[NOTE: This article is take from an LES open letter to Secretary of Commerce Wilbur Ross, and published here with permission.]
To promote the progress of science and the useful arts, the U.S. Constitution empowers Congress to grant authors and inventors an exclusive right in their respective writings and discoveries for a limited term. In the case of invention, society properly demands of the inventor a disclosure of how to make and use the invention. This enlarges the public store of knowledge, fosters improvement, and makes the invention available to all upon expiration of the patent.
The Licensing Executives Society, USA & Canada (LES) is a non-profit, non-partisan professional society of 3,000 business executives, lawyers, entrepreneurs, and inventors devoted to bringing the fruits of innovation rapidly to market through business alliances. These alliances, on the whole, are pro-competitive and enhance economic integration and specialization. They promote business formation, investment, and the creation of good, high-paying jobs. Surely, a system that produces durable, predictable, enforceable intellectual property rights will reduce the risk inherent in such alliances, will promote their formation, and will inure to the public good.
The chief steward of America’s patent system is the Undersecretary of Commerce for Intellectual Property and Director of the U.S. Patent and Trademark Office. The Director “is the principal advisor to the President, through the Secretary of Commerce, and to the Administration on all intellectual property policy matters and the chief executive of the USPTO.” Recently, Director Michelle Lee, who held that post since March 13, 2015, resigned.
Now, the Administration must appoint a new Director. LES urges the Administration to do so promptly. The US patent system is a potent economic engine. It stimulates a disproportionate amount of new business formation, job growth, and investment.
In selecting the next steward of our patent system, LES recommends the following qualifications.
Above all, LES recommends appointing a Director dedicated to protecting intellectual property, generally, and patents in particular, as the private property right our nation’s founders envisioned. The founders saw great value in rewarding individuals who toil to bring forth from commonly accessible resources useful products and processes by granting to those individuals an enforceable property right. They recognized that such a property right would, in the fullness of time, work a substantial benefit to the public by encouraging innovation and disclosure. We must honor that philosophy. It contributed substantially to America’s rapid ascendancy from agrarian economy to industrial powerhouse, and can be traced to America’s first patent act of 1792. In affording that private property right, we reward and empower the archetypal American innovator, the individual daring to risk all to bring forth the next big thing, and thereby challenge market incumbents who benefit from stasis and the status quo.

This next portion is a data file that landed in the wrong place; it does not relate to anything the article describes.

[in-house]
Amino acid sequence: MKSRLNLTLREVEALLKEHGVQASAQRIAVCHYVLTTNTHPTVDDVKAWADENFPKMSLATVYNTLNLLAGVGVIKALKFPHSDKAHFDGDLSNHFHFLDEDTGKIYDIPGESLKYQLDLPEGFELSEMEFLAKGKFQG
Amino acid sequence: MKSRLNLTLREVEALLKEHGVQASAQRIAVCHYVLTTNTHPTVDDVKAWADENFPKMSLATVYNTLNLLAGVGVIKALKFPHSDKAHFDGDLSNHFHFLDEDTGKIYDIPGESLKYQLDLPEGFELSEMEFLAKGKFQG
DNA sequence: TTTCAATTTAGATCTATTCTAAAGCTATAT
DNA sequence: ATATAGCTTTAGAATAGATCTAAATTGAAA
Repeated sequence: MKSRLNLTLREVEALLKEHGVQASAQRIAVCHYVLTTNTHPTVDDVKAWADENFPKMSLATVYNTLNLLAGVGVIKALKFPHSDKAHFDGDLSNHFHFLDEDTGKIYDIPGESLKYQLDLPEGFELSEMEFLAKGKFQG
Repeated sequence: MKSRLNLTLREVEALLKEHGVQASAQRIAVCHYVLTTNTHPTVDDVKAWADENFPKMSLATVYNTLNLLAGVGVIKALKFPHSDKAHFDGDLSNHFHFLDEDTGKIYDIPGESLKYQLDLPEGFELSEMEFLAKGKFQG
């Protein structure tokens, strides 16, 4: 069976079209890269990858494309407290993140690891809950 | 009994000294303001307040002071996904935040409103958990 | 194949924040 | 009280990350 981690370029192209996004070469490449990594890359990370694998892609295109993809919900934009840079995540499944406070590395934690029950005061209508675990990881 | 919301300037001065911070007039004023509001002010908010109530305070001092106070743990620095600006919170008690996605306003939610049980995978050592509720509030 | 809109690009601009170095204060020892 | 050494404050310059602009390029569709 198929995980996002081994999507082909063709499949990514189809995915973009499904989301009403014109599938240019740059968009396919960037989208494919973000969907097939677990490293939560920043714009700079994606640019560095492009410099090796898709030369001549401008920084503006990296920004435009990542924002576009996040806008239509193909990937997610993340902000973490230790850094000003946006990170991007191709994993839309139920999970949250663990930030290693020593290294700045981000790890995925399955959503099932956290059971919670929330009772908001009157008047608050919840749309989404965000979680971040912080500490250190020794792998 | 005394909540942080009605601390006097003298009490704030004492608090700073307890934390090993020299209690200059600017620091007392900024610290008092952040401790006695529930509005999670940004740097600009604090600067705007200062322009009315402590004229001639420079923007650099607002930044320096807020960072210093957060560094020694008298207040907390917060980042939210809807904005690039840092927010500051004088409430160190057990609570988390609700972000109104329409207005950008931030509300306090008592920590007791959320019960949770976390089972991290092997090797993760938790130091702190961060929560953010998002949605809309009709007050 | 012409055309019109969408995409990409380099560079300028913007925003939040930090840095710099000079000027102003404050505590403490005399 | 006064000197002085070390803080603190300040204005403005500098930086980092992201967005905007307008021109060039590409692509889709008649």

We further recommend that the Administration appoint a Director who has: (1) first-hand experience of at least 20 years in the procurement, and enforcement and/or commercial exploitation of IP rights in a diverse range of technologies, both domestically and internationally; (2) a commitment to the prompt examination and issuance of patents and trademarks of the highest quality; (3) dedication to the administration of the USPTO’s duties to ensure transparency, equity, and compliance with prevailing law for the good of industries both large and small, and in a manner that promotes innovation and disclosure; (4) legal and/or executive leadership skills, especially in the operation of an enterprise engaged in the creation or utilization of intellectual property; and (5) a thorough understanding of the role US patent law can play in promoting a fair and level playing field in the world of international trade.
Commercial development of innovation, and new business formation, demands the prompt and predictable grant of durable property rights, and a reasonable expectation of the enjoyment of quiet title upon issuance. Financing of new enterprises, and the growth of existing ones, demands intellectual assets that stand up to challenge, regardless how those assets are derived or commercialized. American innovators deserve strong, predictable, enforceable intellectual property rights, and that starts at the USPTO.
Regrettably, recent changes, both legislative and precedential, have chipped away at US patent rights. Meanwhile, patents issued by other countries are increasingly perceived to be more predictable and enforceable, and thus to have greater value. Investment, and ultimately innovation, will migrate to those environments. We need a USPTO Director dedicated to reviving the US patent system as one of the best in the world, restoring public confidence in the rights it confers, and thereby restoring US prominence in innovation, manufacturing, and new business formation.
The Licensing Executives Society, USA & Canada, would be both pleased and honored to work with you in your selection process, and to provide further advice and counsel as you see fit. I encourage you to contact us to discuss how we can best serve you.
 U.S. Patent and Trademark Office, at https://www.uspto.gov/about-us/organizational-offices/office-under-secretary-and-director